And I am a straight white guy. So I had every single advantage, and it still was emotionally abusive in a way that still sticks with me, over 20 years later.

I'd say I can't imagine what it was like for the Black students in my entering cohort, but... yeah. There weren't any.
But I do remember one overarching act of cruelty, which reflects how little the department valued grad student lives.

One classmate of mine was an older guy. Already had a PhD in Philosophy. Wrote some paper on econ, sent it to a prof at Chicago. They liked it, but....
Read 12 tweets
17 Jul
Feel like we’ll be hearing a lot abt crime in NYC in the weeks ahead, so:

1. Don’t forget: NYPD makes its data public, and quickly. You can verify claims yourself here: www1.nyc.gov/site/nypd/stat…

2. Be wary of cherry-picking. Some things rise, others fall. The Narrative adapts.
Right now, shootings are up, but rape, assault and robbery are down. So we hear a lot abt shootings. Flip that, and we’d have discussions of robberies.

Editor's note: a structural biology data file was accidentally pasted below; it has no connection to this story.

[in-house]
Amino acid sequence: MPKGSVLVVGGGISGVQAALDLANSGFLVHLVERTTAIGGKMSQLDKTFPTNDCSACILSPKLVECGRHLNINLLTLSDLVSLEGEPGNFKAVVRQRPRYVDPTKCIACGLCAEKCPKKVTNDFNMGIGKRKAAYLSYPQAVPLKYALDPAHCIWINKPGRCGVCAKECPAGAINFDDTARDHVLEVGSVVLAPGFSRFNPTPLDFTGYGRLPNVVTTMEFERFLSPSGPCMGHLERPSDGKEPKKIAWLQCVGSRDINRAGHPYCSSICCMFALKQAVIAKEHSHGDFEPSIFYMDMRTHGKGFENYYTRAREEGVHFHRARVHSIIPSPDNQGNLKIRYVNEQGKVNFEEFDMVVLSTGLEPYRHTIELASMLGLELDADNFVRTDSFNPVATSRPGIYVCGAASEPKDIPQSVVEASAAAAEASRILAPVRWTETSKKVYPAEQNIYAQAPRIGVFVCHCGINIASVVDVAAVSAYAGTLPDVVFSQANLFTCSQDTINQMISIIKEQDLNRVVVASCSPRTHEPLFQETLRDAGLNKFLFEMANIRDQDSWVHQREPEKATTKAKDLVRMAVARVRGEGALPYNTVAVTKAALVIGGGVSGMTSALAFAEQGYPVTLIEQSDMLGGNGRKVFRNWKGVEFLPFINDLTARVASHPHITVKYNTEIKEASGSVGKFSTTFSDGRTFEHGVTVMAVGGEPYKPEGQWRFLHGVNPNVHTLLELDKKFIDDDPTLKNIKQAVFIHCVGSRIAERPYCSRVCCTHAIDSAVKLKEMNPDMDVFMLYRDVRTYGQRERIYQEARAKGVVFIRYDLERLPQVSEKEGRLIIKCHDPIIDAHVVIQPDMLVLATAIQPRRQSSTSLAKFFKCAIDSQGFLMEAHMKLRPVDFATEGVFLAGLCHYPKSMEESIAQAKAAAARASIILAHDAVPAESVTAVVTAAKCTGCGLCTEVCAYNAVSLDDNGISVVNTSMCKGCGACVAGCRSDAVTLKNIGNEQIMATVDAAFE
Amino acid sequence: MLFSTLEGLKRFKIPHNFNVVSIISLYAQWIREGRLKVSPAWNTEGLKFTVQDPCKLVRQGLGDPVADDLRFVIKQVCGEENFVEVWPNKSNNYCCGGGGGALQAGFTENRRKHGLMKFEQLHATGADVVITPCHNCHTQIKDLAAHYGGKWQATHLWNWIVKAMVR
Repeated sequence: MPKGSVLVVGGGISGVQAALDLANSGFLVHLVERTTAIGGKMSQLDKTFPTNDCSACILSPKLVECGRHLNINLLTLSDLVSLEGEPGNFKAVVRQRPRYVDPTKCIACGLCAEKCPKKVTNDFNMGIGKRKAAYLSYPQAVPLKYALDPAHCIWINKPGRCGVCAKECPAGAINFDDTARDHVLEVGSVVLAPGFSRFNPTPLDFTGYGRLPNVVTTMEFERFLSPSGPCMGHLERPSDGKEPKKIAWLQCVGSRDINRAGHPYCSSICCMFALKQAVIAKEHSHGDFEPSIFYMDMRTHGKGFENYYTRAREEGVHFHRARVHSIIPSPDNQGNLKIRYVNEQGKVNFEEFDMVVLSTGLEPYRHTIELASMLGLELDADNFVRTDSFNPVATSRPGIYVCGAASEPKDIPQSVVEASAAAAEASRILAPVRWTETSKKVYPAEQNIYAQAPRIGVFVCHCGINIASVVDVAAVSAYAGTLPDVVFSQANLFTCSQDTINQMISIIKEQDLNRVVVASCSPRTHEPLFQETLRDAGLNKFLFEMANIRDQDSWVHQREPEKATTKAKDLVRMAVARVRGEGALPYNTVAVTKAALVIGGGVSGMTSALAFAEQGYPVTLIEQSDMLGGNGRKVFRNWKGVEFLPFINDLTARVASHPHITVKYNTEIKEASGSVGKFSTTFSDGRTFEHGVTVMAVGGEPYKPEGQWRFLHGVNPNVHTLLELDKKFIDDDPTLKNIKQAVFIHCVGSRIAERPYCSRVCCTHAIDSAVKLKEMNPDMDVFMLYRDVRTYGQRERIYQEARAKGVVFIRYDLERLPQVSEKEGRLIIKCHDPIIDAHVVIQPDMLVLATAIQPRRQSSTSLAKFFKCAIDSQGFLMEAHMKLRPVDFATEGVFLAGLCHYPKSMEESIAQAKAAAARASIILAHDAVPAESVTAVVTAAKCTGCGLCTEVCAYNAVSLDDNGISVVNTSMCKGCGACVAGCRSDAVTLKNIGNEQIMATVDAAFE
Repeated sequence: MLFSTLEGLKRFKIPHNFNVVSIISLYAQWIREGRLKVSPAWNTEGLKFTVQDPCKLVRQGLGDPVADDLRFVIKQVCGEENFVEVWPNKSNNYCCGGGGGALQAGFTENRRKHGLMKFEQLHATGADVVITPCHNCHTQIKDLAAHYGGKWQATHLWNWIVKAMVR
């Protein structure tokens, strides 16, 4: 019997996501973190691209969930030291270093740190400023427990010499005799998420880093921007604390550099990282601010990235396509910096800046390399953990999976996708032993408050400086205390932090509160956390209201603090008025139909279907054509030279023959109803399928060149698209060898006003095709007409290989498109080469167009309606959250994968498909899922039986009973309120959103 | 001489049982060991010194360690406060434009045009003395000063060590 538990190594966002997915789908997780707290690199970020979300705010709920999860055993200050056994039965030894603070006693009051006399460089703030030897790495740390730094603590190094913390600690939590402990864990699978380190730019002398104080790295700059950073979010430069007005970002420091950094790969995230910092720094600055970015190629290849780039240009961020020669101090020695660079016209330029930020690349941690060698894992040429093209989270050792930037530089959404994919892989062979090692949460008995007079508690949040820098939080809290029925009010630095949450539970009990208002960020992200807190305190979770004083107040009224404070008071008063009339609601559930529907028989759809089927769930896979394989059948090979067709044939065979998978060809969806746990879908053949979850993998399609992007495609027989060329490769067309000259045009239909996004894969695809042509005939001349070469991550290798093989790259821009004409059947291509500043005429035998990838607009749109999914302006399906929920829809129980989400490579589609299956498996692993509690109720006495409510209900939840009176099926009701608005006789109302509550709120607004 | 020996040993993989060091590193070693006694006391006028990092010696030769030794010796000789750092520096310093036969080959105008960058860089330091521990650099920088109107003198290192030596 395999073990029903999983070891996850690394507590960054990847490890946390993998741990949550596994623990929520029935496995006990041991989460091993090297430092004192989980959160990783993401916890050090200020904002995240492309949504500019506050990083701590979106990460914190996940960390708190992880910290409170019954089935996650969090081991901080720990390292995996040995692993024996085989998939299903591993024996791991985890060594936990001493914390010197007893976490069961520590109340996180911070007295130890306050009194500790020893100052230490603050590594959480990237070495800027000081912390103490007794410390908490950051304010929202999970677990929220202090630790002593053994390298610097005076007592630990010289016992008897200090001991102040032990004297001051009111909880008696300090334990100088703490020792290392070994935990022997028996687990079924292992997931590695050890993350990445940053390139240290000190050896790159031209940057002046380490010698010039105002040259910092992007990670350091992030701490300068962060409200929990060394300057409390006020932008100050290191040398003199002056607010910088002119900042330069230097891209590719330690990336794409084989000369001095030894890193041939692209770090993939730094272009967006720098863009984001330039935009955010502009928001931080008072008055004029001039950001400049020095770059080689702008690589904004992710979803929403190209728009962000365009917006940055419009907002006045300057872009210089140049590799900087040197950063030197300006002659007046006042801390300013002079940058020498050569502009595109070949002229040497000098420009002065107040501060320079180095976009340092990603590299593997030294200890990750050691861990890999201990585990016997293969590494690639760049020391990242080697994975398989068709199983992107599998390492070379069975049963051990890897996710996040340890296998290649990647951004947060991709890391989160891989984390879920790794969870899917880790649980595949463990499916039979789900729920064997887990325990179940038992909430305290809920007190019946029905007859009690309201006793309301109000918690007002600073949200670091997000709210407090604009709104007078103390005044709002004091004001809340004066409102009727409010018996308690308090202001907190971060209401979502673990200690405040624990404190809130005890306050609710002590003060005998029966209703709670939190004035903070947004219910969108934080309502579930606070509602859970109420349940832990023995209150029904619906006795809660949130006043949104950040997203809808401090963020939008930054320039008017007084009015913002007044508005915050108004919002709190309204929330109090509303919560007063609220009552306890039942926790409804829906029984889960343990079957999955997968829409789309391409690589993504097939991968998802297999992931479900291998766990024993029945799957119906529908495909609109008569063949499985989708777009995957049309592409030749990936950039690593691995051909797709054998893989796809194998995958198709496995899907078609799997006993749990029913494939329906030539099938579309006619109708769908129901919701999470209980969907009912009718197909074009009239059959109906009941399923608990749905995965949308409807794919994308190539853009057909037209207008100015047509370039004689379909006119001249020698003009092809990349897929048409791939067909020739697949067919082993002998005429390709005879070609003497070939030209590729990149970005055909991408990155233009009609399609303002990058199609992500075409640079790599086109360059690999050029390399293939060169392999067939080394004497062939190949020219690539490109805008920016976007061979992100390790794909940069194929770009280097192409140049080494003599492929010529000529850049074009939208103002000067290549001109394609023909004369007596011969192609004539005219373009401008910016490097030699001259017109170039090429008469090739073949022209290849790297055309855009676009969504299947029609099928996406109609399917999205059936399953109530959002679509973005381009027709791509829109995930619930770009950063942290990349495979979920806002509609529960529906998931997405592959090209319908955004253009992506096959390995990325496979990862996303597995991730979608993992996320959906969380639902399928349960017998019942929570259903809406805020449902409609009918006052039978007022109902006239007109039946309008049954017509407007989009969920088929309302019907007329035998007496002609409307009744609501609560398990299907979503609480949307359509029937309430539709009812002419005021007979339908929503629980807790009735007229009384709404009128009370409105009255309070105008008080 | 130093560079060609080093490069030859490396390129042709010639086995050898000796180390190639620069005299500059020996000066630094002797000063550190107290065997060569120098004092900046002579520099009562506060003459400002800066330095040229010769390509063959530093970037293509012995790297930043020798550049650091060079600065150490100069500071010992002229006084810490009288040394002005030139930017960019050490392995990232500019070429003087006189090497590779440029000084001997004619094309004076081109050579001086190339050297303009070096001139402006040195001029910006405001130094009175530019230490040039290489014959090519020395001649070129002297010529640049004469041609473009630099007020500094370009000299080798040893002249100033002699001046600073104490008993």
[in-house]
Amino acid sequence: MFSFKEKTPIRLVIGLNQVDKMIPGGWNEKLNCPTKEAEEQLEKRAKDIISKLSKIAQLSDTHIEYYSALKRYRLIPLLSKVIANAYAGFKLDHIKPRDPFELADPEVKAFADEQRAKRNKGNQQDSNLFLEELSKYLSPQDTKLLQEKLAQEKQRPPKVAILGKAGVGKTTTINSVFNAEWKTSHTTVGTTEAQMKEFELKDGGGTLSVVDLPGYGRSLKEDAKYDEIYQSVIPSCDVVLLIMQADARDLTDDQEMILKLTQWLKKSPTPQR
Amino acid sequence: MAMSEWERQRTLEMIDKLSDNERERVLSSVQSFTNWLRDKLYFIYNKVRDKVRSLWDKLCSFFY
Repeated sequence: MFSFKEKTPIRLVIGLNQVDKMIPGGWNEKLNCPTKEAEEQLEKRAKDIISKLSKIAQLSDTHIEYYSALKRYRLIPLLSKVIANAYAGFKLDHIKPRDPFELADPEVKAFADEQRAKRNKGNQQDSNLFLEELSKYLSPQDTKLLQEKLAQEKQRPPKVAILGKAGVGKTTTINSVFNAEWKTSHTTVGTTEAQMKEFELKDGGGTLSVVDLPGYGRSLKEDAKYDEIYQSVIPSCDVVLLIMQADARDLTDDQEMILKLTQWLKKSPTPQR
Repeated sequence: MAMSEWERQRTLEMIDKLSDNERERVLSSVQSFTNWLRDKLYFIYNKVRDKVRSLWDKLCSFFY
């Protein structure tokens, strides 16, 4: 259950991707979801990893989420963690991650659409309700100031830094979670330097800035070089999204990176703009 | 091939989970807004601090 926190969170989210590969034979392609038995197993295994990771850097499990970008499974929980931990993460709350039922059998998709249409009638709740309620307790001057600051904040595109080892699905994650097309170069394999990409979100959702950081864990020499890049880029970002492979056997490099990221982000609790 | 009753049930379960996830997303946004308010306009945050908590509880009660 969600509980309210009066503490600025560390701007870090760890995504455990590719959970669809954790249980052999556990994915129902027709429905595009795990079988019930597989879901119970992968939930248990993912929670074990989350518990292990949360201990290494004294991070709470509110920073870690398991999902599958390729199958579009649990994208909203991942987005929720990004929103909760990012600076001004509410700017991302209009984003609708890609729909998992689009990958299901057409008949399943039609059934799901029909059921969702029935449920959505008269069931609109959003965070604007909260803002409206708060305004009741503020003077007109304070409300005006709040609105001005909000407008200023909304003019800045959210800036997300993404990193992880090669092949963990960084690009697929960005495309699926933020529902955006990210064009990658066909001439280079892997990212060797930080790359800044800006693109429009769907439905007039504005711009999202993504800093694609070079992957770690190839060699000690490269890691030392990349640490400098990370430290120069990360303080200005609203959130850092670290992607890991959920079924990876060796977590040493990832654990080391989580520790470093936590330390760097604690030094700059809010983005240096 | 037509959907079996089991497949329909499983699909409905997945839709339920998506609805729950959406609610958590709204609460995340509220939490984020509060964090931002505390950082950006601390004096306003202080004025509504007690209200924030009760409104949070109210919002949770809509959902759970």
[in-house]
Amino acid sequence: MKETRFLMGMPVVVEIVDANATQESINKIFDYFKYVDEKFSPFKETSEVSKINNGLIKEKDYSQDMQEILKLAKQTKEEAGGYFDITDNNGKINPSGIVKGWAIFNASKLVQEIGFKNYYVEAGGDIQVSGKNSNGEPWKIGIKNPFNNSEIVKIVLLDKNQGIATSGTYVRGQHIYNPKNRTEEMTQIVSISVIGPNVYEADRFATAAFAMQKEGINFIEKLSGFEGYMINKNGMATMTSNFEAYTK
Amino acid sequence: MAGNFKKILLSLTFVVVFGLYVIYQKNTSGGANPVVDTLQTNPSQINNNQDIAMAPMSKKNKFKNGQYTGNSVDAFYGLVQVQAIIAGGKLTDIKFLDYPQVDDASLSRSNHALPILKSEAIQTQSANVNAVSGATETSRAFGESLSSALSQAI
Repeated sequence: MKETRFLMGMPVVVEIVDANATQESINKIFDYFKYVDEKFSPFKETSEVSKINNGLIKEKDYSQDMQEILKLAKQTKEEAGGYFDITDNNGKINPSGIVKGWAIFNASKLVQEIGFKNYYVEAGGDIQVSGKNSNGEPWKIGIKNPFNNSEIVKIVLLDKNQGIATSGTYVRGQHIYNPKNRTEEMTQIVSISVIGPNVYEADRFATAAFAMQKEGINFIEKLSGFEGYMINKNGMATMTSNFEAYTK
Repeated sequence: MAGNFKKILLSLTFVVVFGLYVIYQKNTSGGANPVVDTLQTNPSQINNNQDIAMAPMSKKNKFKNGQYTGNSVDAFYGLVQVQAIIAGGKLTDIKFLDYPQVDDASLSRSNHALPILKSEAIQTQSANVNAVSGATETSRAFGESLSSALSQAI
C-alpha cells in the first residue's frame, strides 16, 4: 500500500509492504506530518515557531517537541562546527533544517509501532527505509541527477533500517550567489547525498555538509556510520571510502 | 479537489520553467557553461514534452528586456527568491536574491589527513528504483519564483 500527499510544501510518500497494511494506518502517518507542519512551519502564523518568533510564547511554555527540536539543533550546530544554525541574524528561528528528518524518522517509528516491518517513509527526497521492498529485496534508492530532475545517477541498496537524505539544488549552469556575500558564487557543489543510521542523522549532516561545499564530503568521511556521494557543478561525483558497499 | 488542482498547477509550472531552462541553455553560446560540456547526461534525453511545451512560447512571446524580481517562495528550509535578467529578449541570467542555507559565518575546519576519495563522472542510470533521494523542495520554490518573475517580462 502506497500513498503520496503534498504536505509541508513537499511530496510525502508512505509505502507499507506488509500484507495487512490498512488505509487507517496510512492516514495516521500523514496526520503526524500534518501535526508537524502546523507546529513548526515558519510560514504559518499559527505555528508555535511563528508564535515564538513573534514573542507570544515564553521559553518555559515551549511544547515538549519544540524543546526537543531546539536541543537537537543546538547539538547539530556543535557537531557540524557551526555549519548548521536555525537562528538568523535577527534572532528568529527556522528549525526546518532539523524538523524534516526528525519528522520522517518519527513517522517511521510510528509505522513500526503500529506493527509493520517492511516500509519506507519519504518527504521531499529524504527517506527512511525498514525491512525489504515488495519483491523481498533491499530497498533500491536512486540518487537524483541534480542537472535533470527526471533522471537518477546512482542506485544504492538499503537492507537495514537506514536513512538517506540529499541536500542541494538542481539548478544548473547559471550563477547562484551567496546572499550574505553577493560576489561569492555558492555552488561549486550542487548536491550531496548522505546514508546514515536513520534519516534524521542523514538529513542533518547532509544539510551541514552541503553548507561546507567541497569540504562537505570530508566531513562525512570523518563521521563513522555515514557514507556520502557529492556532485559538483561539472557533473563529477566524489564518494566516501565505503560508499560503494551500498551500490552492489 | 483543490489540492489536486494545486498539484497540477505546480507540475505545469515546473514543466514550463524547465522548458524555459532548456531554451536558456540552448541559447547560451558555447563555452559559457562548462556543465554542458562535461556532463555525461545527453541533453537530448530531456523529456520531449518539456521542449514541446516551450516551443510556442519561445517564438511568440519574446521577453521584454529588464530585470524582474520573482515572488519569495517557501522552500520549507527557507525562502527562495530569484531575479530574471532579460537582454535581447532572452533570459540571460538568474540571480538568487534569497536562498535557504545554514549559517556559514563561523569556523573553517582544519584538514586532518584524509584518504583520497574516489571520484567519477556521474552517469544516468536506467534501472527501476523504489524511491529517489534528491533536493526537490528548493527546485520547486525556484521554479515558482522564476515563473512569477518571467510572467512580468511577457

3. Only the upticks seem to trigger discussions of reforms. I’ve seen nothing asking if, say, reforms cut assaults. Note that.
4. NYC isn’t the only place w reforms, and it isn’t the only place w protests. Be wary of cherry-picking cities, too.

5. Related, crime in cities won’t always move the same way. If someone discusses “rises of X in cities A, B, and C,” need to also know if X fell in D, E.
Read 5 tweets
8 Jul
As "defunding the police" continues to pick up steam, I think it may be helpful to appreciate the relatively minor role formal enforcement actually plays, and thus why investing in alternatives makes so much sense.